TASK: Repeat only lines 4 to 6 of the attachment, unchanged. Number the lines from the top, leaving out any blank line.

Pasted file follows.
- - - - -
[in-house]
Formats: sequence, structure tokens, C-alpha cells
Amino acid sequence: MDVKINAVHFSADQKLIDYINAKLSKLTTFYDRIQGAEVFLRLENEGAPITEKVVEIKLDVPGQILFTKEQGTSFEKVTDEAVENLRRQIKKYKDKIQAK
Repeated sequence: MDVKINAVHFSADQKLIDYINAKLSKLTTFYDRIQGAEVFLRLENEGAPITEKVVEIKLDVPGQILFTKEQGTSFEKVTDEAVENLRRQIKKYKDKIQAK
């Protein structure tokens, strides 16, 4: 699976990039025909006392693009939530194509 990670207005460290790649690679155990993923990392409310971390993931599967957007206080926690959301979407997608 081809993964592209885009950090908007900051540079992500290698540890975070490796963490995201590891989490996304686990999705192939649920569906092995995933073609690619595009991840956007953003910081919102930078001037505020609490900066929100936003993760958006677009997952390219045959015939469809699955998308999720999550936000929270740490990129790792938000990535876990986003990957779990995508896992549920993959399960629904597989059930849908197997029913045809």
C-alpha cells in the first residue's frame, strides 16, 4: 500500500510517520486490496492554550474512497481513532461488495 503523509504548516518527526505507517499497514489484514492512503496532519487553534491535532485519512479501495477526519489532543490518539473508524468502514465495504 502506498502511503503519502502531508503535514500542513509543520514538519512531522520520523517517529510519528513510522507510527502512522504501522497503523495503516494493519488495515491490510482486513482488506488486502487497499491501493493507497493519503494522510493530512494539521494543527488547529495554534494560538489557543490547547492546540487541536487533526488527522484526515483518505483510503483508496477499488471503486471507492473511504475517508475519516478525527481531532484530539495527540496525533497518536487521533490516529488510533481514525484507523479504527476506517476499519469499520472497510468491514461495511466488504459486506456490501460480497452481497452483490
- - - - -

Repeated sequence: MDVKINAVHFSADQKLIDYINAKLSKLTTFYDRIQGAEVFLRLENEGAPITEKVVEIKLDVPGQILFTKEQGTSFEKVTDEAVENLRRQIKKYKDKIQAK
């Protein structure tokens, strides 16, 4: 699976990039025909006392693009939530194509 990670207005460290790649690679155990993923990392409310971390993931599967957007206080926690959301979407997608 081809993964592209885009950090908007900051540079992500290698540890975070490796963490995201590891989490996304686990999705192939649920569906092995995933073609690619595009991840956007953003910081919102930078001037505020609490900066929100936003993760958006677009997952390219045959015939469809699955998308999720999550936000929270740490990129790792938000990535876990986003990957779990995508896992549920993959399960629904597989059930849908197997029913045809």
C-alpha cells in the first residue's frame, strides 16, 4: 500500500510517520486490496492554550474512497481513532461488495 503523509504548516518527526505507517499497514489484514492512503496532519487553534491535532485519512479501495477526519489532543490518539473508524468502514465495504 502506498502511503503519502502531508503535514500542513509543520514538519512531522520520523517517529510519528513510522507510527502512522504501522497503523495503516494493519488495515491490510482486513482488506488486502487497499491501493493507497493519503494522510493530512494539521494543527488547529495554534494560538489557543490547547492546540487541536487533526488527522484526515483518505483510503483508496477499488471503486471507492473511504475517508475519516478525527481531532484530539495527540496525533497518536487521533490516529488510533481514525484507523479504527476506517476499519469499520472497510468491514461495511466488504459486506456490501460480497452481497452483490